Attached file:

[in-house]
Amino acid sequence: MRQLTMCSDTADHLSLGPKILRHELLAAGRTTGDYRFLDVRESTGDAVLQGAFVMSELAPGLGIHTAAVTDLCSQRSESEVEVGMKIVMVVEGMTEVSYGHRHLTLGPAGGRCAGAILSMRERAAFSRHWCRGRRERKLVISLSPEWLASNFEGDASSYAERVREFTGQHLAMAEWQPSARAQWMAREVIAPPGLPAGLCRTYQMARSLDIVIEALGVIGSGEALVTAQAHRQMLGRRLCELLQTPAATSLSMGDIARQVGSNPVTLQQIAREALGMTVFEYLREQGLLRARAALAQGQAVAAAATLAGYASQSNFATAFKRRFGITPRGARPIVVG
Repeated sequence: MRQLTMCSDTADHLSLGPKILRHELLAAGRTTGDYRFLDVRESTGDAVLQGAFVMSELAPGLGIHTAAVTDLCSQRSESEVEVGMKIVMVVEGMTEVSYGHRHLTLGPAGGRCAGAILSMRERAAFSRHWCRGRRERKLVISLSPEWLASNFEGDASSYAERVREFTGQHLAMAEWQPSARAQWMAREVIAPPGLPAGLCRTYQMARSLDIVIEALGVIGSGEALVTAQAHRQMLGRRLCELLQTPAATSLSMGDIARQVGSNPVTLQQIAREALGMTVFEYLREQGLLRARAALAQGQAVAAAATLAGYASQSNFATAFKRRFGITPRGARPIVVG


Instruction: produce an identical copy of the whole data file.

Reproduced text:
[in-house]
Amino acid sequence: MRQLTMCSDTADHLSLGPKILRHELLAAGRTTGDYRFLDVRESTGDAVLQGAFVMSELAPGLGIHTAAVTDLCSQRSESEVEVGMKIVMVVEGMTEVSYGHRHLTLGPAGGRCAGAILSMRERAAFSRHWCRGRRERKLVISLSPEWLASNFEGDASSYAERVREFTGQHLAMAEWQPSARAQWMAREVIAPPGLPAGLCRTYQMARSLDIVIEALGVIGSGEALVTAQAHRQMLGRRLCELLQTPAATSLSMGDIARQVGSNPVTLQQIAREALGMTVFEYLREQGLLRARAALAQGQAVAAAATLAGYASQSNFATAFKRRFGITPRGARPIVVG
Repeated sequence: MRQLTMCSDTADHLSLGPKILRHELLAAGRTTGDYRFLDVRESTGDAVLQGAFVMSELAPGLGIHTAAVTDLCSQRSESEVEVGMKIVMVVEGMTEVSYGHRHLTLGPAGGRCAGAILSMRERAAFSRHWCRGRRERKLVISLSPEWLASNFEGDASSYAERVREFTGQHLAMAEWQPSARAQWMAREVIAPPGLPAGLCRTYQMARSLDIVIEALGVIGSGEALVTAQAHRQMLGRRLCELLQTPAATSLSMGDIARQVGSNPVTLQQIAREALGMTVFEYLREQGLLRARAALAQGQAVAAAATLAGYASQSNFATAFKRRFGITPRGARPIVVG